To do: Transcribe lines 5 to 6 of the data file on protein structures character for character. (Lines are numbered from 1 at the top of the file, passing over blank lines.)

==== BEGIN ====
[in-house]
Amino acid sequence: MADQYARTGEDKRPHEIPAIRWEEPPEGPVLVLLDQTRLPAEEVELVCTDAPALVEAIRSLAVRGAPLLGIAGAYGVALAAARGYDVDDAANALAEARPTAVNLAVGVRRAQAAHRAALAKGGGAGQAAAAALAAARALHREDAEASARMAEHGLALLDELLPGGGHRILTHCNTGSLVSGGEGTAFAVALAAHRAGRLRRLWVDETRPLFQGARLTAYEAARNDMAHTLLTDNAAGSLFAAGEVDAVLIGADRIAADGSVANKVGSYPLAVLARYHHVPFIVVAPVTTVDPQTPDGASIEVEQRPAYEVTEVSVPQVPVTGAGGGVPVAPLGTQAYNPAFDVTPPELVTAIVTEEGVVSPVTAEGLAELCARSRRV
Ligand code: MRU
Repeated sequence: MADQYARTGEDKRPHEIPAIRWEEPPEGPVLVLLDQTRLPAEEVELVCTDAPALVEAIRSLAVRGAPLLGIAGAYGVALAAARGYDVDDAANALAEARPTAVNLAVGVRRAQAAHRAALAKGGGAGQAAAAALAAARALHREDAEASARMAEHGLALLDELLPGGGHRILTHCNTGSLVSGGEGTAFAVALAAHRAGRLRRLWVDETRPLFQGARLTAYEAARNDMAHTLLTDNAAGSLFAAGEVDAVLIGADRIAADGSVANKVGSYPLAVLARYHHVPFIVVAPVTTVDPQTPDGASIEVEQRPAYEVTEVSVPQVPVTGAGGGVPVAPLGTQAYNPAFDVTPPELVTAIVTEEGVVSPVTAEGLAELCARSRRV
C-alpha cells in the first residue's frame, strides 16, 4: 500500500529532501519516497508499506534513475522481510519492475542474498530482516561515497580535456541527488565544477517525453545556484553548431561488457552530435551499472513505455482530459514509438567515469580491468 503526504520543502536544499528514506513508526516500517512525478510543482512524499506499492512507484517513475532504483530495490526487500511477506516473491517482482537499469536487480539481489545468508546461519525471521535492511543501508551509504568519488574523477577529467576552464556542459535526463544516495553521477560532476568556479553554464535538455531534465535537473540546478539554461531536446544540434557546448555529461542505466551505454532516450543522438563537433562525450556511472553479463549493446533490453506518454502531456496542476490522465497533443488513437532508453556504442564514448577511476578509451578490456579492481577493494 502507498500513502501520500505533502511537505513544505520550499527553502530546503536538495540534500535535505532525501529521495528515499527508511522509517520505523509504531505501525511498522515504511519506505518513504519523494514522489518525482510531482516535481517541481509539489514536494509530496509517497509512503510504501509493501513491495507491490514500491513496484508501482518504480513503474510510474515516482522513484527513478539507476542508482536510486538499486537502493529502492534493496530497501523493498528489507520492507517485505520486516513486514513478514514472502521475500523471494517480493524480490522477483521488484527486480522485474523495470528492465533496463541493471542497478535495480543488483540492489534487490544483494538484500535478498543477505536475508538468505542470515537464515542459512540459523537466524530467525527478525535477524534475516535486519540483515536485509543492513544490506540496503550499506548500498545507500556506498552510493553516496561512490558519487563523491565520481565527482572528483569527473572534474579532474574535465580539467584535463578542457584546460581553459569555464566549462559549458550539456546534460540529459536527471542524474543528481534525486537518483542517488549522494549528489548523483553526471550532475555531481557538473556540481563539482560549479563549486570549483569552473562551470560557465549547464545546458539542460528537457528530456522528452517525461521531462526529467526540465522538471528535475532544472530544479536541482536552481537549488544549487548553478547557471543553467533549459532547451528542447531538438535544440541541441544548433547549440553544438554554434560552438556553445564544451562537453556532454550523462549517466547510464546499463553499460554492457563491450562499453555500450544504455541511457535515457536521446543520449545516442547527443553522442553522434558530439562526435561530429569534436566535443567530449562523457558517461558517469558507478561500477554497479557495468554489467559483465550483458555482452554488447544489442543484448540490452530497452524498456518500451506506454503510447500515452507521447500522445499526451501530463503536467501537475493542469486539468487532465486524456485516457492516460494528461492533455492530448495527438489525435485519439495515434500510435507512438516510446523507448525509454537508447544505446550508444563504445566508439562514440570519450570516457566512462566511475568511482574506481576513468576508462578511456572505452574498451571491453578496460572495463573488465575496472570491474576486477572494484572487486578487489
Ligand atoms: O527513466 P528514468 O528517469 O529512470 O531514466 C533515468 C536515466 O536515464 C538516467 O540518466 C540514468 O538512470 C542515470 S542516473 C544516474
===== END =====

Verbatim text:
C-alpha cells in the first residue's frame, strides 16, 4: 500500500529532501519516497508499506534513475522481510519492475542474498530482516561515497580535456541527488565544477517525453545556484553548431561488457552530435551499472513505455482530459514509438567515469580491468 503526504520543502536544499528514506513508526516500517512525478510543482512524499506499492512507484517513475532504483530495490526487500511477506516473491517482482537499469536487480539481489545468508546461519525471521535492511543501508551509504568519488574523477577529467576552464556542459535526463544516495553521477560532476568556479553554464535538455531534465535537473540546478539554461531536446544540434557546448555529461542505466551505454532516450543522438563537433562525450556511472553479463549493446533490453506518454502531456496542476490522465497533443488513437532508453556504442564514448577511476578509451578490456579492481577493494 502507498500513502501520500505533502511537505513544505520550499527553502530546503536538495540534500535535505532525501529521495528515499527508511522509517520505523509504531505501525511498522515504511519506505518513504519523494514522489518525482510531482516535481517541481509539489514536494509530496509517497509512503510504501509493501513491495507491490514500491513496484508501482518504480513503474510510474515516482522513484527513478539507476542508482536510486538499486537502493529502492534493496530497501523493498528489507520492507517485505520486516513486514513478514514472502521475500523471494517480493524480490522477483521488484527486480522485474523495470528492465533496463541493471542497478535495480543488483540492489534487490544483494538484500535478498543477505536475508538468505542470515537464515542459512540459523537466524530467525527478525535477524534475516535486519540483515536485509543492513544490506540496503550499506548500498545507500556506498552510493553516496561512490558519487563523491565520481565527482572528483569527473572534474579532474574535465580539467584535463578542457584546460581553459569555464566549462559549458550539456546534460540529459536527471542524474543528481534525486537518483542517488549522494549528489548523483553526471550532475555531481557538473556540481563539482560549479563549486570549483569552473562551470560557465549547464545546458539542460528537457528530456522528452517525461521531462526529467526540465522538471528535475532544472530544479536541482536552481537549488544549487548553478547557471543553467533549459532547451528542447531538438535544440541541441544548433547549440553544438554554434560552438556553445564544451562537453556532454550523462549517466547510464546499463553499460554492457563491450562499453555500450544504455541511457535515457536521446543520449545516442547527443553522442553522434558530439562526435561530429569534436566535443567530449562523457558517461558517469558507478561500477554497479557495468554489467559483465550483458555482452554488447544489442543484448540490452530497452524498456518500451506506454503510447500515452507521447500522445499526451501530463503536467501537475493542469486539468487532465486524456485516457492516460494528461492533455492530448495527438489525435485519439495515434500510435507512438516510446523507448525509454537508447544505446550508444563504445566508439562514440570519450570516457566512462566511475568511482574506481576513468576508462578511456572505452574498451571491453578496460572495463573488465575496472570491474576486477572494484572487486578487489
Ligand atoms: O527513466 P528514468 O528517469 O529512470 O531514466 C533515468 C536515466 O536515464 C538516467 O540518466 C540514468 O538512470 C542515470 S542516473 C544516474